On June 23, 2016, the United Kingdom voted to leave the European Union, a historic result the likes of which has never been seen. On June 5, 1975 the UK voted overwhelmingly in favor of remaining in the EU (then called the European Community) and the thought of any member state actually leaving is a very recent phenomenon. Many point to the Great Recession of 2008-09 as the catalyst for the most recent wave of anti-EU sentiment but opposition to the EU has existed in the UK since it joined 45 years ago, tending to rear its head at times of economic struggle or uncertainty. The election of the arguably right-wing Donald Trump as President of the most powerful country on the planet certainly fueled the idea that a country can stand on its own and be successful.
In the UK House of Commons, until recently there has been virtually no opposition. The Labour Party has seen consistent infighting ever since the ascension of traditionalist Jeremy Corbyn to party leader; UKIP has done the one thing it set out to do and is likely to die a slow and quiet death in the coming years; the Liberal Democrats, Greens and other smaller parties have even less public support than UKIP. This is, therefore, the perfect time for Prime Minister Theresa May to call an election, as the only real outcome is that she has more seats – and therefore a greater Parliamentary majority – on June 9 than on June 8. This will allow her to further dominate the opposition and enjoy the ability to easily pass the laws and changes that she wants – her greater majority will reduce the impact that a small number of rebellious MPs will have. The strength of her opposition has increased somewhat by this announcement, with politicians coming out of the woodwork as they realize they have a shot at greater power, and there are whispers of coalition between the smaller parties to overthrow the larger. The smaller parties have lost a large chunk of support in recent years, and this is unlikely to be a major threat.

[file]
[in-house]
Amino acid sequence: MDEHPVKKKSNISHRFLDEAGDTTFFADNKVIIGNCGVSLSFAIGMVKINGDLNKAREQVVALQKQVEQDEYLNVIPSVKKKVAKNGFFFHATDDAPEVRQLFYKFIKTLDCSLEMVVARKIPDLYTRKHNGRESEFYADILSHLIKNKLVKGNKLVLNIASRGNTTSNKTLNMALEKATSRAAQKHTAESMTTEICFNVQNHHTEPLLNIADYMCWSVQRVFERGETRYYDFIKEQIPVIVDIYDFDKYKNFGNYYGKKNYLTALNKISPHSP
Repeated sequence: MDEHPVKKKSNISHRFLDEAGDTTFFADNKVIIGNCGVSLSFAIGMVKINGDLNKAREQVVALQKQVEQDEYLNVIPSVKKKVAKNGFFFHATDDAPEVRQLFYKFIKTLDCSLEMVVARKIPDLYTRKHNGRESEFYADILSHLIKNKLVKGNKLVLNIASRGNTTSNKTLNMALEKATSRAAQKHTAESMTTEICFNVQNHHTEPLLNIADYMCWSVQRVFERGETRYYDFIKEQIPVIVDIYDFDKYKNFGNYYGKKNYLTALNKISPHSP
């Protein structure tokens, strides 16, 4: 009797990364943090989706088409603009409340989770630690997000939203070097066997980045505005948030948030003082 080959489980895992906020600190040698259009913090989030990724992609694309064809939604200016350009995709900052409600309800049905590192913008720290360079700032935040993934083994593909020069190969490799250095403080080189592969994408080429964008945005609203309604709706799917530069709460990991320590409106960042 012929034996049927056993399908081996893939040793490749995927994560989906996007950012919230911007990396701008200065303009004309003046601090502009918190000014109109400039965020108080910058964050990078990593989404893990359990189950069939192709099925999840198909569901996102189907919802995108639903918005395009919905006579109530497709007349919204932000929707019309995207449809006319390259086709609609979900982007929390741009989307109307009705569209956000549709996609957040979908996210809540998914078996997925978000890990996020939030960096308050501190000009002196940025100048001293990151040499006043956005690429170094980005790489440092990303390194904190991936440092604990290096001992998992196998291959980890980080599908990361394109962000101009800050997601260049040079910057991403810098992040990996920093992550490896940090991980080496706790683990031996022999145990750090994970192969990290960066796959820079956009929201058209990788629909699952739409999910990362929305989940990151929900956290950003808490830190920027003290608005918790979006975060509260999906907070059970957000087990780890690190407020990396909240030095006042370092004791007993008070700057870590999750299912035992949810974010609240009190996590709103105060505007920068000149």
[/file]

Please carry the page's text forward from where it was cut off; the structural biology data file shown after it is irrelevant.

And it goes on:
Not only this, but a greater majority and a confident election victory will prove to the EU nations that she has the country behind her – in her current state as an unelected Prime Minister who faced very little opposition on her journey upwards, some may ask how she can represent the views of a population who only voted for her predecessor – and this will considerably strengthen her negotiating position in the coming years. We can expect, therefore, greater currency stability and a stronger economic performance, which may in turn result in some companies – who are currently threatening to leave the UK post-Brexit – choosing to remain in the UK.